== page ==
A: One of the greatest challenges facing the planted tree sector in 2017, which includes eucalyptus plantations, is approval of the bill for foreign capital companies to acquire land; this is an important step to attract investment and generate jobs and income. Various large multinational companies are associated with Ibá, and their investments in new units and expansions of current ones are frozen at this time. Additionally, in order to increase national competitiveness, it is essential that the Brazilian government work on actions to simplify taxation and improve the logistics of export sectors. This year will also require great efforts from industries within the planted tree sector to recover from the drop in export prices and ensure real growth in revenues.

On the other hand, the productivity of planted forests in Brazil (compared with the country’s main competitors) is an important competitive edge, mainly because in many countries productivity rates are lower and no land is available for new plantations. This makes eucalyptus plantations in Brazil an attractive investment. And to further encourage rural producers, many of the companies in this sector use partnerships involving outgrower programs that transfer technology, guarantee wood purchases from these producers, and encourage participants to undertake other profitable agricultural activities associated with forest plantations. In 2016, 19,900 people benefited from the outgrower programs adopted by Ibá member companies, planting trees for their own consumption and/or industrial purposes on 545,000 hectares of areas owned by third parties.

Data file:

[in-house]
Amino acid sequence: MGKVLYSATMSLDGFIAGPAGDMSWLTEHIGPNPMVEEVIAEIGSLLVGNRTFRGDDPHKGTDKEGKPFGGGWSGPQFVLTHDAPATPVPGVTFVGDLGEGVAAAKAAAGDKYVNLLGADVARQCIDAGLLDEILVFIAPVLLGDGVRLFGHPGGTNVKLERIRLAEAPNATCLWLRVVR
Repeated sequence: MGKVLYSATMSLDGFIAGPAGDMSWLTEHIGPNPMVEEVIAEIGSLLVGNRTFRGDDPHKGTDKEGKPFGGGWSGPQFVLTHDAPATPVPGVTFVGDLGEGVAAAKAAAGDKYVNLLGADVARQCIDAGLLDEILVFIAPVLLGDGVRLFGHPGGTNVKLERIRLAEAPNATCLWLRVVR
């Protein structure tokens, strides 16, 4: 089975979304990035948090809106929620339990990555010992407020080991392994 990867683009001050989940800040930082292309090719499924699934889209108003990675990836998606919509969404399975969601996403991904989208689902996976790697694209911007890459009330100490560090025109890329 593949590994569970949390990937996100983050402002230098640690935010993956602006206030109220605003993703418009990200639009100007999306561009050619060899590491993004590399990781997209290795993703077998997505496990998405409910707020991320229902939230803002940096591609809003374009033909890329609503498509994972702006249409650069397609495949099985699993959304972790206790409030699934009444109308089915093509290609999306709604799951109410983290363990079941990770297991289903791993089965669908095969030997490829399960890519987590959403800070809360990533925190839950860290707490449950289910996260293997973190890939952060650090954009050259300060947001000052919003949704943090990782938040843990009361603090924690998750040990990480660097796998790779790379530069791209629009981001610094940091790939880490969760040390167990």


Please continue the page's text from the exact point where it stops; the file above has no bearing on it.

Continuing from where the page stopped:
Q: How do you characterize the paper and pulp industry in South America, particularly in Brazil?

A: When analyzing the South American market, we see Brazil as the main producer of pulp, paper, and wood paneling. To illustrate this difference, the pulp sector alone is four times greater than the country in second place, Chile.

But the Latin American market is important for its imports of Brazilian products originating from planted trees, especially the paper and wood paneling segments. In 2016, Latin America accounted for 18.3% of export values, especially the paper and wood panels segment, which accounted for 60.6% (US$ 1.1 million) and 54.4% (US$ 136 million) of export values, respectively.

Q: What are the prospects for the forestry sector for 2017?

A: The question would be easy, if not for the crisis that does not give definite answers about the direction of the domestic market. However, some factors may be considered important for defining perspectives in the pulp and paper sector, especially when we look at the external market.

The ability of national companies to produce more in less time with fewer resources has transformed Brazil into a reference for supplying the market quickly at more competitive prices, which also generates positive impacts for the products derived from this chain. Today, Brazil is seen as one of the few countries with the potential to efficiently supply growing global demand. On the other hand, industries within the planted tree sector will need to work hard in the external market to recover from the drop in export prices and guarantee real revenue growth. Copyright CW Group.